Last year the FDA authorized the marketing of TMS to treat obsessive-compulsive disorder (OCD). This came as good news for patients with more refractory OCD who have not responded to traditional approaches (i.e. medication and/or psychotherapy). At the same time, it remains to be determined what brain areas to target in OCD and which TMS treatment parameters will bring about a significant therapeutic response. Fortunately, the neural underpinnings of OCD are well known, which has greatly helped to guide the use of TMS in patients with OCD. 

Based on neuroimaging research several target areas have emerged. The dorsolateral prefrontal cortex (DLPFC) – an evidence-based treatment location for depression – is one such potential target in OCD. Findings from a small number of studies (refer to Lusicic et al.) showed that after high frequency (HF) stimulation of the right DLPFC, participants saw a decrease in OCD-related symptoms. In addition to the right DLPFC, which may produce short-term improvement, there is another target for OCD treatment that has shown more significant benefits.

This target area that researchers have given much attention is the supplementary motor area (SMA). The SMA is responsible for planning of complex motor movement (e.g. the initiation of internally generated movement). Findings regarding the SMA as a target for TMS in OCD have been more consistent, with several studies noting favorable effects. In their paper, Lusicic et al., cite a randomized sham-controlled study in which individuals received 4 weeks of low-frequency TMS or sham to the SMA. At the end of 4 weeks, there was a significant reduction in obsessive-compulsive symptoms in the active treatment group and, to boot, treatment effects were sustained up to several months after the stimulation period. These findings are in line with other studies (e.g. see Gomes et al.).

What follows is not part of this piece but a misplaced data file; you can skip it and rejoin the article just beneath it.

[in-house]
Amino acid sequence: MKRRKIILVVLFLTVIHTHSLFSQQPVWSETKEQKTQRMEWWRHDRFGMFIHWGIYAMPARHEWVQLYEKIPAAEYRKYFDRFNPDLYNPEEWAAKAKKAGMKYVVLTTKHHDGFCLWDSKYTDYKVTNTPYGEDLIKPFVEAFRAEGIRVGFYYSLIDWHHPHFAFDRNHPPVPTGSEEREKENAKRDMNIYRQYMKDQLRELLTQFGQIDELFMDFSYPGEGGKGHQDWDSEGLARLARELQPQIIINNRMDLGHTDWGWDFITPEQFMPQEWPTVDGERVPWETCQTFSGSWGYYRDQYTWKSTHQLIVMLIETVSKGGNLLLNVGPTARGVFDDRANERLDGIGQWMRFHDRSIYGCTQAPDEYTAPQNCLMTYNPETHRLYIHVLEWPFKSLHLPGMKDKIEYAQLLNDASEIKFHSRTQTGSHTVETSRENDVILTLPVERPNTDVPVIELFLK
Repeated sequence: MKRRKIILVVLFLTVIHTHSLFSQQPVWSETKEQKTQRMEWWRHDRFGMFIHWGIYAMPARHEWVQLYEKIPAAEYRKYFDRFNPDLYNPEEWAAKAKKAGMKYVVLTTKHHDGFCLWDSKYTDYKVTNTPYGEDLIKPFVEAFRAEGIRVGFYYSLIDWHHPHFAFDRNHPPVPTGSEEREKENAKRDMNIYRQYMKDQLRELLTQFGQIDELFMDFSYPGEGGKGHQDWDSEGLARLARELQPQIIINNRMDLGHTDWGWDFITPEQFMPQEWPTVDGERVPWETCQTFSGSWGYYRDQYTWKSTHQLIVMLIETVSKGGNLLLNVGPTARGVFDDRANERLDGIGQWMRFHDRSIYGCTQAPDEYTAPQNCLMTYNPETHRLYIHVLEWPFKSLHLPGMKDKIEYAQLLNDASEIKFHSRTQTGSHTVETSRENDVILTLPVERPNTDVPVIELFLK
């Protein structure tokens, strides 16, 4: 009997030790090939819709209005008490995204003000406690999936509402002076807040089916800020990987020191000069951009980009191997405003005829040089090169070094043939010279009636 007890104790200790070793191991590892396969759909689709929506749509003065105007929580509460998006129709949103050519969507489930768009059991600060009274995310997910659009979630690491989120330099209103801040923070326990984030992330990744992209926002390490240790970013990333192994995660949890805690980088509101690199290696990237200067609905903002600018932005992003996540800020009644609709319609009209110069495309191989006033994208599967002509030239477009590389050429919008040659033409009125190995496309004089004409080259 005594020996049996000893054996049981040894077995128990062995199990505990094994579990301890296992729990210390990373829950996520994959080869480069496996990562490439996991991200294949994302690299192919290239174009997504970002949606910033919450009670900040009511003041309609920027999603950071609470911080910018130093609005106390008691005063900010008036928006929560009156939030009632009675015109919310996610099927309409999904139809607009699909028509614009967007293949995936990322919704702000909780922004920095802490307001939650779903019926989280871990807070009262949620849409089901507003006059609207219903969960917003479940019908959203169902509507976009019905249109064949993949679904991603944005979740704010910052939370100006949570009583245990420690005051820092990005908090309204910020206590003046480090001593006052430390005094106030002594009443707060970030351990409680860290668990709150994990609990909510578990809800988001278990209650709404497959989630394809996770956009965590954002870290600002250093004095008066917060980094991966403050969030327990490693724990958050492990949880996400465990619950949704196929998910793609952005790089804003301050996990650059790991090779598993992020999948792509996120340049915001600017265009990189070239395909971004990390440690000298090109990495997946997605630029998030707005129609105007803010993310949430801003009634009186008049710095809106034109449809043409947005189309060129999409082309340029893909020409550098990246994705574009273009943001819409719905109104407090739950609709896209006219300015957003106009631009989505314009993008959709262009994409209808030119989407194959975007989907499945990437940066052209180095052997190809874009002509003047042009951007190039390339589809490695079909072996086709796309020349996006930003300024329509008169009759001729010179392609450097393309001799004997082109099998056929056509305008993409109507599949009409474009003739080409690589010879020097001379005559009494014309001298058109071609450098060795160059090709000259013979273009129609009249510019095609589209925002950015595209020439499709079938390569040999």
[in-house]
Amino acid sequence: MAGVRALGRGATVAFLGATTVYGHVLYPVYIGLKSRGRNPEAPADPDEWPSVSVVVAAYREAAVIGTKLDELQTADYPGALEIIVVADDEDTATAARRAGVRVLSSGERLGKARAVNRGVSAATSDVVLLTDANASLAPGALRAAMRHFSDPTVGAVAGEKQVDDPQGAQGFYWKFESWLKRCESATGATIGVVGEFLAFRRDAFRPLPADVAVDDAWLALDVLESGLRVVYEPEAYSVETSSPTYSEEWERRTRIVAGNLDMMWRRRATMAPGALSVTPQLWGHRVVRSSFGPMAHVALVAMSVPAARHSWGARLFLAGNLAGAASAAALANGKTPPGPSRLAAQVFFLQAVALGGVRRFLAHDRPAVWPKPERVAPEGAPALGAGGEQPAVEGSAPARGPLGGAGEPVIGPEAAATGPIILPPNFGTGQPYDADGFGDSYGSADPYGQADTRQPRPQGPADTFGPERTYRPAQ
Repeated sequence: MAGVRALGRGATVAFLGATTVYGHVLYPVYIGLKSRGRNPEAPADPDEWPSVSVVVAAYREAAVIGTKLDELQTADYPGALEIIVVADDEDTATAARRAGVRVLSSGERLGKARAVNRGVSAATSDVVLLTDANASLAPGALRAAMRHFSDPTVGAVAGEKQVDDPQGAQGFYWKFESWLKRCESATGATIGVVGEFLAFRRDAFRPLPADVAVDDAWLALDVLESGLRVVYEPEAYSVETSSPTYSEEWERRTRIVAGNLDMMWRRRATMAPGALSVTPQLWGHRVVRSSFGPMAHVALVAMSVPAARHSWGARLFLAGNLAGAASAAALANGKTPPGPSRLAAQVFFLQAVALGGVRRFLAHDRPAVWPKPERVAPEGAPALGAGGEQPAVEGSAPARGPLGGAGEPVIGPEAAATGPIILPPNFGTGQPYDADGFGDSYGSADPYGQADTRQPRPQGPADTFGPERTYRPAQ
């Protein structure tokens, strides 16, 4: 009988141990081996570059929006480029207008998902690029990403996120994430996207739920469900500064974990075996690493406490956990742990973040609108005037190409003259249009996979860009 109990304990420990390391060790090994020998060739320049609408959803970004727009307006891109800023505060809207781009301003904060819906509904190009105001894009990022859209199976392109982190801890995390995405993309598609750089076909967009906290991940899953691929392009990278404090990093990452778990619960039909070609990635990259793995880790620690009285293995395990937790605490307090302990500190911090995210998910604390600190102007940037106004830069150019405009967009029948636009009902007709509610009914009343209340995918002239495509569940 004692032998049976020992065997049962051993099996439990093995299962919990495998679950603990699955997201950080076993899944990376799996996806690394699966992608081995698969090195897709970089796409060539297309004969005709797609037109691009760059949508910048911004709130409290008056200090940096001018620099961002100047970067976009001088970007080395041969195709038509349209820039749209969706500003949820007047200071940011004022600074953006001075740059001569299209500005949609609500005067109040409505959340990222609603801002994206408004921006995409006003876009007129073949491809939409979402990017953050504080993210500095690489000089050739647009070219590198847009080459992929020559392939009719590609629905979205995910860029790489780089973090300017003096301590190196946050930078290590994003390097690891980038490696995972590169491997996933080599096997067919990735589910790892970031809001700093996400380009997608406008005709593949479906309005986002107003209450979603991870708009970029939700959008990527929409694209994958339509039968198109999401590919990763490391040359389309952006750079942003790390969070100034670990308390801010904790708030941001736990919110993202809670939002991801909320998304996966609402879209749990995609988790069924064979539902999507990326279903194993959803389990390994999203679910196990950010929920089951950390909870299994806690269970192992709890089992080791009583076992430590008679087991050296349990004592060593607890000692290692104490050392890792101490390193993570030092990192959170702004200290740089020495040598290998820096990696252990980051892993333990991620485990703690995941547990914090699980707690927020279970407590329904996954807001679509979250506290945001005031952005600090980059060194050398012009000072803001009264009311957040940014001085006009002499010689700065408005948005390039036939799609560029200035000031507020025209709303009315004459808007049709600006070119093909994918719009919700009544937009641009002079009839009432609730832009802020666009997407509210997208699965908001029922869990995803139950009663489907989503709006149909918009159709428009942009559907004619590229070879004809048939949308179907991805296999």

In light of the foregoing, research investigating TMS in the treatment of OCD is encouraging. As we learn more about the effects of TMS in OCD we will be able to target brain areas more sharply in order to achieve more significant results. Ultimately, this helps to inform clinical practice. 

For individuals with OCD who have exhausted first-line treatments, or for those considering other treatment options, Principium Psychiatry in New York City offers a range of interventions to help with this disabling condition. At Principium Psychiatry, each person undergoes an in-depth consultation and from there a treatment plan is developed that fits the individual’s particular needs. For more information, please contact us by phone at (212) 335-0236 or by email at

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